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Form F. R. 131
BOARD DF GOVERNORS
OF THE

|

FEDERAL RESERVE SYSTEM

Correspondence

Date »ove»ber i5,_ 1957^
Subject: Miscellaneous letters received

From

(>y4rnmn Socles

toy

the Chairman on housing.

For your information and an appropriate acknowledgment*




Sears,Roebuck and Co.

c

Executive Offices
Chicago

R.E.Wood
President

Nov. 1 1 , 1 9 3 7 .

Hon. M. S. Eccles, Chairman,
Board of Governors,
Federal Reserve System,
Washington, D, C.
My dear Mr. Eccles:
I was extremely sorry to have to rush for the
train yesterday and not have a chance to return to your
office.
The plan you have worked out is thoughtful and
well-considered and should bring results. You and
Mr. Daiger are to be congratulated on what has been accomplished. If there is any help I can give, I shall be
only too glad to be of assistance. Housing, utilities
and railroads offer our best opportunities for immediate
capital goods expenditures.
At the proper time - and only at the proper time
and then contingent on all the other measures being taken,
I would take some monetary action, particularly with reference to the desterilization of gold.




With best regards, I am,
Sincerely yours,

TURNER CONSTRUCTION COMPANY

c

GRAYBAR BUILDING

FOUNDED

42O LEXINGTON AVENUE

19O2

N

E

BOSTON
PH.LADELPH.A

W Y Q R K

November 12th, 1927.

Honorable Marriner S. liccles,
Governor, Federal Reserve System,
Washington, D. C.
Dear Governor:
I regretted to leave Washington without having
the opportunity of saying goodbye to you, but I was very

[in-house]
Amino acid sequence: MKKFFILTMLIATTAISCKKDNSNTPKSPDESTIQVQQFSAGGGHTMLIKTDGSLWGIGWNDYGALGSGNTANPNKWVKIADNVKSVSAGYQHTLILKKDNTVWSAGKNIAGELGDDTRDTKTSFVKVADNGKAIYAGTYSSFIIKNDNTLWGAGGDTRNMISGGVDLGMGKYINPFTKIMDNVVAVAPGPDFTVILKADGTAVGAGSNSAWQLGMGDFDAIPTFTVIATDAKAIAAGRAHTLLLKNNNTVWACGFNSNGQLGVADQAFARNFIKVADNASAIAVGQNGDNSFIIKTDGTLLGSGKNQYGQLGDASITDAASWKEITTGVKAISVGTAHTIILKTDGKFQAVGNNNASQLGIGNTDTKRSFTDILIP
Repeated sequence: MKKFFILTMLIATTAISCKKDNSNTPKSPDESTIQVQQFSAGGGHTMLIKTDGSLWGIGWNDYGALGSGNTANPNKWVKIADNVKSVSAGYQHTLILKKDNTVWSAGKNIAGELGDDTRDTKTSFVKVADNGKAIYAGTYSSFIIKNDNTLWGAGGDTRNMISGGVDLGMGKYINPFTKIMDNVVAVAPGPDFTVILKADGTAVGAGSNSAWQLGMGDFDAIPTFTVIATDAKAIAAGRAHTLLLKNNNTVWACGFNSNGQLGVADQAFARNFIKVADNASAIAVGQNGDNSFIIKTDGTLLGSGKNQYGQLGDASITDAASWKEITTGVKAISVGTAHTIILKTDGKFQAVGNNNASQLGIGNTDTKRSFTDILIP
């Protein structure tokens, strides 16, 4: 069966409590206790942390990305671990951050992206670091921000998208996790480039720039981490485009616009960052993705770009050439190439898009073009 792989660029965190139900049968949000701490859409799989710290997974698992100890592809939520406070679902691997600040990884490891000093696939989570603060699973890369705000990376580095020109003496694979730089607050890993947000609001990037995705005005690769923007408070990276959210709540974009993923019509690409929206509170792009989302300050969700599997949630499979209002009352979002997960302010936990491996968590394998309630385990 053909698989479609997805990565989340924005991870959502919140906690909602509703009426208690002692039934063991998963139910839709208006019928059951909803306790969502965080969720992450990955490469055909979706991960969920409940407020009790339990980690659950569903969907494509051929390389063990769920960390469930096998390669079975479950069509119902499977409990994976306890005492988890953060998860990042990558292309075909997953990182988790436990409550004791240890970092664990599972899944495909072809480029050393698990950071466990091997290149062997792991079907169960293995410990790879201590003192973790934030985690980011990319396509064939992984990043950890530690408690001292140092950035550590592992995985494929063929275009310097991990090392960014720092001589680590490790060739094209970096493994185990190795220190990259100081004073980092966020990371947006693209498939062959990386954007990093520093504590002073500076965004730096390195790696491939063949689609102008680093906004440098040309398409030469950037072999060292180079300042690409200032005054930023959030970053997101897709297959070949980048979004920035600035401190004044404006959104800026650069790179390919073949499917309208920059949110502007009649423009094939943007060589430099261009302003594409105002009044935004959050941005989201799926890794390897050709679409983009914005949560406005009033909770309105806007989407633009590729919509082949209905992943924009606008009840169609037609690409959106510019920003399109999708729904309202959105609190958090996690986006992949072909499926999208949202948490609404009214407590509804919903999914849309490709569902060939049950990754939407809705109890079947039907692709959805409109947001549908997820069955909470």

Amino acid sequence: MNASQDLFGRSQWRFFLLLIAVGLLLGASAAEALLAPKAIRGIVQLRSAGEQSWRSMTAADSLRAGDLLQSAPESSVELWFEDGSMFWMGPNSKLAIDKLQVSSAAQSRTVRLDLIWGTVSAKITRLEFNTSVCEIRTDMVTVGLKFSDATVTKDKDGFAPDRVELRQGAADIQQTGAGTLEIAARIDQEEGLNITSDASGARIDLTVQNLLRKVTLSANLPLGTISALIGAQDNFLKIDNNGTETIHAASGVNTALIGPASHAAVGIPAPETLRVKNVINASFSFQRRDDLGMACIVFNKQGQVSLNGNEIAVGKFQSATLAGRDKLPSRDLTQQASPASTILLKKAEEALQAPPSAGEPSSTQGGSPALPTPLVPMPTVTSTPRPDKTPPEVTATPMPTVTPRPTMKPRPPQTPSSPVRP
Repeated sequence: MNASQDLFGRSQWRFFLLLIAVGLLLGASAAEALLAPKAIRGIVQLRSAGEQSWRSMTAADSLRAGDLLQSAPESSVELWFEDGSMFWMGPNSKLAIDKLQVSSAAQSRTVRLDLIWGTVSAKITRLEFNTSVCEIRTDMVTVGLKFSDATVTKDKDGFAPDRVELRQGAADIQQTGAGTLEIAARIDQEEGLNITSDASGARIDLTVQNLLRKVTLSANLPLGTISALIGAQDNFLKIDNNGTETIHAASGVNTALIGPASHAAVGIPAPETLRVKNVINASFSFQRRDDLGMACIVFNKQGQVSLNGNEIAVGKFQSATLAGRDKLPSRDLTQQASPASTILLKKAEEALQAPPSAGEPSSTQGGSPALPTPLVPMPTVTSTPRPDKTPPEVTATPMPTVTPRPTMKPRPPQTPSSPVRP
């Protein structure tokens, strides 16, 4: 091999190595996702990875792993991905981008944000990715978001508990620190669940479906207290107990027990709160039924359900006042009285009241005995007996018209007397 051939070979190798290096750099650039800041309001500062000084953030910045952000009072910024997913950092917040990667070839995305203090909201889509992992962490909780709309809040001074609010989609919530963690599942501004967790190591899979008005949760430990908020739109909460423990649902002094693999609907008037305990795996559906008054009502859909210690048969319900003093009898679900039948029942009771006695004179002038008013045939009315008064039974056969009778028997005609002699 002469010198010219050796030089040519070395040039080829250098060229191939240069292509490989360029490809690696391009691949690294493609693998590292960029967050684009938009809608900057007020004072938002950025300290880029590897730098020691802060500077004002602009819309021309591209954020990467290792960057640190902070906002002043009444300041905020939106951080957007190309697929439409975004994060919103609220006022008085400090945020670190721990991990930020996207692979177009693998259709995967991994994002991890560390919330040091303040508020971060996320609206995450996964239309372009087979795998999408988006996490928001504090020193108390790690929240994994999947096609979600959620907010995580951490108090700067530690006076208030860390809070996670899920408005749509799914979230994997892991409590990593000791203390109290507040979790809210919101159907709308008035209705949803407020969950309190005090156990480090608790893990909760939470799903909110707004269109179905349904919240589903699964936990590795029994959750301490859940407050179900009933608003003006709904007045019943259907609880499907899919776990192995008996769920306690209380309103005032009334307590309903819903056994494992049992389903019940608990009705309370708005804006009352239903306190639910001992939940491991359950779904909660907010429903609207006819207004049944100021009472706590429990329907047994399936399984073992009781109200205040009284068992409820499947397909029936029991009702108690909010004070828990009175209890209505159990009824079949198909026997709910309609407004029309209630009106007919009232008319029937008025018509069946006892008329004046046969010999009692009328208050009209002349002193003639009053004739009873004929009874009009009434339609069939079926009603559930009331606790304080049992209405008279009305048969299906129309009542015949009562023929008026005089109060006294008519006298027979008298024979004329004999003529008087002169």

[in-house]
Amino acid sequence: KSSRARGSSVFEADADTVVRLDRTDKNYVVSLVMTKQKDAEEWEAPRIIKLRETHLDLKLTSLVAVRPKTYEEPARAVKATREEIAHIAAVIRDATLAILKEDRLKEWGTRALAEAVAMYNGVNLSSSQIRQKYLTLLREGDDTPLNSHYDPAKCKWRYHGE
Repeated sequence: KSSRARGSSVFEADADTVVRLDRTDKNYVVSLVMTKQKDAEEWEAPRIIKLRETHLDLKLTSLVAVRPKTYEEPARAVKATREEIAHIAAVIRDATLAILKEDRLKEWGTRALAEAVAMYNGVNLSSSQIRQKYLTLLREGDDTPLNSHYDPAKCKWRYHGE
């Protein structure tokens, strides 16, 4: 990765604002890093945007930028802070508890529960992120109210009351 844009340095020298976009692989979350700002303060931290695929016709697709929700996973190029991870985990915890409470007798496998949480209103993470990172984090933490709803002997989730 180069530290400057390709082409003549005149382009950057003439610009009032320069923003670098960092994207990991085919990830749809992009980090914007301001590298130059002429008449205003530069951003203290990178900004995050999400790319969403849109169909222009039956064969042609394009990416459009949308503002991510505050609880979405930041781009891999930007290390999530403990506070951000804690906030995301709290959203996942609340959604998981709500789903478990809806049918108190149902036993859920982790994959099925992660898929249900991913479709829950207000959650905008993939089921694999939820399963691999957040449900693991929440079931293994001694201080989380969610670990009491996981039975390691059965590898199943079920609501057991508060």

anxious to catch the five O ' C I O C K train and asked Mr. Colt
to express my regrets that I did not have a chance to say
goodbye to you in person.

O

A great deal of publicity has come out of our conference and report. Personally, I regret the comment upon
the wage situation which has already brought a negative reaction from Green.
There were two things assigned to me, as I understand
it:
•

First, to endeavor to reach a formula on the subject
of the wages to be paid to workmen to be engaged in the
building of lowr-cost houses; and
Second, to canvass some of the larger building companies
for the purpose of enlarging their interest in such enterprises
as low-cost houses and apartments, reporting back to you on
both of these problems at an early date.
If you have any other matters which you would like
me to study or to investigate, please let me know.
With kind personal regards
Yours

H. Or. Turner
President.
HCT.M



N EW YORK
16 WALL STREET
FIFTH AVENU E AT 44™ STREET
57'." STREET AT MADISON AVENUE

BANKERS TRUST
COMPANY
LON D O N
2 6 , O L D B R O A D STREET, E C . 2.
LONDON-BANTRUSCO*

C O LT
PRESIDE

16 'WALL STREET,

NEWYORK

November 1 2 , 1937.

Dear Marriner:
I was sorry not to see you to say good-bye.
There are two points which we discussed particularly in our
interview with the President which seem to me to have
importance.
If it is contemplated that the insurance rate
be reduced on loans on units of |6,QQO. and less, I would be
interested to see the basis on which these insurance rates
were originally fixed.
I raised this point, as you remember,